An often used illustration of the conscious and unconscious is the idea of an iceberg. The tip of the iceberg, the smallest part, is the same as the conscious. The largest part of the iceberg, the unconscious, is below the water level. The conscious contains such things as behaviors, emotions, and beliefs. The unconscious, beneath the water line, contains the images and beliefs which we have chosen, and also the pain from imperfect relationships we have experienced during our lives. If a counselor does not change the unconscious, but changes only the conscious, it will result in only externalism and conformity in the client. Crabb (1987) says, ". . . leaders who work only above the water line produce either robots or rebels" (p. 144). These unconscious beliefs and images can keep us from following and growing in our relationship with God. While these unconscious beliefs and pain can control how we respond and react, we are still responsible because we chose the beliefs and images. Our unconscious is not something separate from us that we can blame for our problems. The unconscious does not control how we respond. We are not victims of our unconscious images and beliefs.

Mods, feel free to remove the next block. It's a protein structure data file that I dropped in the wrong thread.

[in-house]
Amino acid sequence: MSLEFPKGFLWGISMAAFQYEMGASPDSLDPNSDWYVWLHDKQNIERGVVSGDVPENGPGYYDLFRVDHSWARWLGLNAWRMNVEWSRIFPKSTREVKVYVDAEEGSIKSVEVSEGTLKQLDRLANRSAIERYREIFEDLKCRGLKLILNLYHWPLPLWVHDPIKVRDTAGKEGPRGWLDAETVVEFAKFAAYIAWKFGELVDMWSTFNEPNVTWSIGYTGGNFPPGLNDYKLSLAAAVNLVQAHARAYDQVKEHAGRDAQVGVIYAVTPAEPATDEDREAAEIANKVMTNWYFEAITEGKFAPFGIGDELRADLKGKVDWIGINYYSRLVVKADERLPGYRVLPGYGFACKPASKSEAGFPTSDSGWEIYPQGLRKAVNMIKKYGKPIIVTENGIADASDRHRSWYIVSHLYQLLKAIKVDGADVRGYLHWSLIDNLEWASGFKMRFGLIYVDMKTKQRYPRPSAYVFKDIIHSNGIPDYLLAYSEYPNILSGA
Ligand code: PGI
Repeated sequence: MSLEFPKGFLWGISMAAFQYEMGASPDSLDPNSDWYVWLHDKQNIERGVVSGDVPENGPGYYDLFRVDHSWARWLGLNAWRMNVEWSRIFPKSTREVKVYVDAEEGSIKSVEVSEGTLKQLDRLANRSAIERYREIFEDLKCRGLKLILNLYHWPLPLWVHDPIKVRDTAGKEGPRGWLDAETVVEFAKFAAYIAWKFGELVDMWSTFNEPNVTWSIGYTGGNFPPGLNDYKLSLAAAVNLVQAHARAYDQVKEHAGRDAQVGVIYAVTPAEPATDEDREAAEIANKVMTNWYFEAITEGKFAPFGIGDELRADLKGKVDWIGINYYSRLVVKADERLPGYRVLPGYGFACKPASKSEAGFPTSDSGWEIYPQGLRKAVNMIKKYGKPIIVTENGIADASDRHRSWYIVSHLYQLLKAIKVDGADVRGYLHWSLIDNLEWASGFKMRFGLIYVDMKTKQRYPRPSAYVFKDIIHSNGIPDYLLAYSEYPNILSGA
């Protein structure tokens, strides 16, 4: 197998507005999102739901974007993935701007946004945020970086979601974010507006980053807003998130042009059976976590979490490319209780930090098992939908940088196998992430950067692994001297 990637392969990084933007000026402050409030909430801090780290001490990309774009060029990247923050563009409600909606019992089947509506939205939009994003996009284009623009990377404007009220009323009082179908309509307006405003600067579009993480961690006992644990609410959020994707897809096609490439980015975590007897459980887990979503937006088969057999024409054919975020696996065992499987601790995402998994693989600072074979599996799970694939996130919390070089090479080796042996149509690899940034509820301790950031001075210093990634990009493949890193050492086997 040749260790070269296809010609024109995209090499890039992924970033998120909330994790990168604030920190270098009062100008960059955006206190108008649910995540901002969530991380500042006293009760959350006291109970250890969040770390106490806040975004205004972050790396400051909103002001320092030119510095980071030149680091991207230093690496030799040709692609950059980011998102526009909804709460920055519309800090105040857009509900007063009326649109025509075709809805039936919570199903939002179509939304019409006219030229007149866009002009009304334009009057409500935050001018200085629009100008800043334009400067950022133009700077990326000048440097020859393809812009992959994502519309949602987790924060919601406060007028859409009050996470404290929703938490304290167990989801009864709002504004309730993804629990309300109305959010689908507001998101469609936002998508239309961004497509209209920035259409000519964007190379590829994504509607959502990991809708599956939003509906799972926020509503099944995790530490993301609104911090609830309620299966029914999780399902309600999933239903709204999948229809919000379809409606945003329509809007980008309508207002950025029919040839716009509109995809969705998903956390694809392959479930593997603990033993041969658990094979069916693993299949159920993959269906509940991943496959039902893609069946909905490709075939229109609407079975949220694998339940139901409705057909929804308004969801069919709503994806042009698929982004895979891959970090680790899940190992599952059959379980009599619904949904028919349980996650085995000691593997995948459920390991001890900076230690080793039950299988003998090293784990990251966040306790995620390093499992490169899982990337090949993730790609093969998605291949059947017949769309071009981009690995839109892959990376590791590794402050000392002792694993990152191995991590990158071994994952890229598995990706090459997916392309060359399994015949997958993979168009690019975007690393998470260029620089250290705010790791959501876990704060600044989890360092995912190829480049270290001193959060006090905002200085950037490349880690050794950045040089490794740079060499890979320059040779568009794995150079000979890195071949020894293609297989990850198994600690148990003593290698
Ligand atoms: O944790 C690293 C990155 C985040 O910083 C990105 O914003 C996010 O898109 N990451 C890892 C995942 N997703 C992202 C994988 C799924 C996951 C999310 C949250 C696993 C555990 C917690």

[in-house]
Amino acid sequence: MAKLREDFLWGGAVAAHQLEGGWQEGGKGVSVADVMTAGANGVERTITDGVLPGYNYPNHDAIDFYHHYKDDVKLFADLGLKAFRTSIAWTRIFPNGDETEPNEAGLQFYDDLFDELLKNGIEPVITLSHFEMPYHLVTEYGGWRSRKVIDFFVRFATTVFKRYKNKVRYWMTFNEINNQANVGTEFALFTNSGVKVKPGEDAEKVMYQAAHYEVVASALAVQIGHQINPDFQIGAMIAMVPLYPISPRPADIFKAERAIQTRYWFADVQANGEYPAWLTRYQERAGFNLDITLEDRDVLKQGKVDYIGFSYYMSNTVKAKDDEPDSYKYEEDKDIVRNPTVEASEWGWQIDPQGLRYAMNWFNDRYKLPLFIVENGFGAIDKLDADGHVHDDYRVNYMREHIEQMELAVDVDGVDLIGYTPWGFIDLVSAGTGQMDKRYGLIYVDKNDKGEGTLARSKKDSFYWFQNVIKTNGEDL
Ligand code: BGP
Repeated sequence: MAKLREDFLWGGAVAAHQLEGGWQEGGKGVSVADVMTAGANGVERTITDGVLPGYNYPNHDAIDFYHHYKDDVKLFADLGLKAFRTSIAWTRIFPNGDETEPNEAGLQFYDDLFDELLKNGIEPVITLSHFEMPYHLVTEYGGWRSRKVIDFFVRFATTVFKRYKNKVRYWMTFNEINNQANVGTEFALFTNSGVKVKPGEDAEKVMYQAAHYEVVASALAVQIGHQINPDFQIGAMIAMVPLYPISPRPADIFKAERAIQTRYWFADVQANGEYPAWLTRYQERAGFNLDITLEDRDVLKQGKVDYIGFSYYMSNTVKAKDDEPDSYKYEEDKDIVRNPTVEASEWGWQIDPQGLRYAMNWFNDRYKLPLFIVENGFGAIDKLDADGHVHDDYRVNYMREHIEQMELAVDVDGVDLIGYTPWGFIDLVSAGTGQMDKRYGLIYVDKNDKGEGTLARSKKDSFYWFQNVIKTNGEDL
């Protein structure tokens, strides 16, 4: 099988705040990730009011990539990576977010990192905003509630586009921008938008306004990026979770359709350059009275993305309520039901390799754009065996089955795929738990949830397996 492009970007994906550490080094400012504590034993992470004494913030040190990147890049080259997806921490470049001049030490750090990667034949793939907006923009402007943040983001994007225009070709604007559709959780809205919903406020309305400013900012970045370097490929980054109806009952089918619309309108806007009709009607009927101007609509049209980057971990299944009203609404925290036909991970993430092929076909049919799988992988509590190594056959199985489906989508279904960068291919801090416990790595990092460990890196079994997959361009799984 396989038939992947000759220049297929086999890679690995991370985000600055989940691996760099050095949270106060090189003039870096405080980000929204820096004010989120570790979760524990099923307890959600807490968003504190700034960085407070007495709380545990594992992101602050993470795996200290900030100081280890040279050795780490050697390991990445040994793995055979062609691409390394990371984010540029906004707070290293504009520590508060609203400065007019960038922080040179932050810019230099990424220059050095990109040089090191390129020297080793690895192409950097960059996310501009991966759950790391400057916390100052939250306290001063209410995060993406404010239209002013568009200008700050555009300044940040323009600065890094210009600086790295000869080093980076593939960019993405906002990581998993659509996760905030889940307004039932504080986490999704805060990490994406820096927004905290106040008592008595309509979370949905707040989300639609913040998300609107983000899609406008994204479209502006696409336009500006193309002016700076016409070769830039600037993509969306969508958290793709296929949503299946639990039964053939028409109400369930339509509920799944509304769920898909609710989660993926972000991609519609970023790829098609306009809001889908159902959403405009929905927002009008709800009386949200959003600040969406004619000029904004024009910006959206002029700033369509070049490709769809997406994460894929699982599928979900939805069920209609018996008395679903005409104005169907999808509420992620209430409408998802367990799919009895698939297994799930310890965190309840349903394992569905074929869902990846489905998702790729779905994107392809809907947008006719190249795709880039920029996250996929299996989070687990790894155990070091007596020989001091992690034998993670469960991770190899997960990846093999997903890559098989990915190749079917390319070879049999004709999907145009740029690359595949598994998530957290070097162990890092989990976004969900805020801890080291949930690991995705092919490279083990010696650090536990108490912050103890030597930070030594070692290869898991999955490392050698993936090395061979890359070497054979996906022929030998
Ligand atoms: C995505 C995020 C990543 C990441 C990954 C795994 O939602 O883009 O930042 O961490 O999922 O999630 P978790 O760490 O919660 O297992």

There are two elements that have to be exposed for healing and change to take place. These two elements are self-protective patterns of relating, and relational pain.
People have pain buried in their unconscious that causes them to chose sinful ways of relief. This pain is caused by the crushed hopes of not having another love them fully, and the lack of impact on their close relationships. Because of the pain we have received from relationships, we tend to keep a distance between ourselves and others, to protect us from further pain. We also allow others to touch us personally, but only in a limited way, so that if rejection occurs, serious pain and hurt can be avoided. Crabb (1987) says, ". . . beneath every method of relating can be found a commitment to self-interest, a determination to protect oneself from more relational pain" (p. 148). People intentionally hide how they manipulate and hurt others, in their unconscious.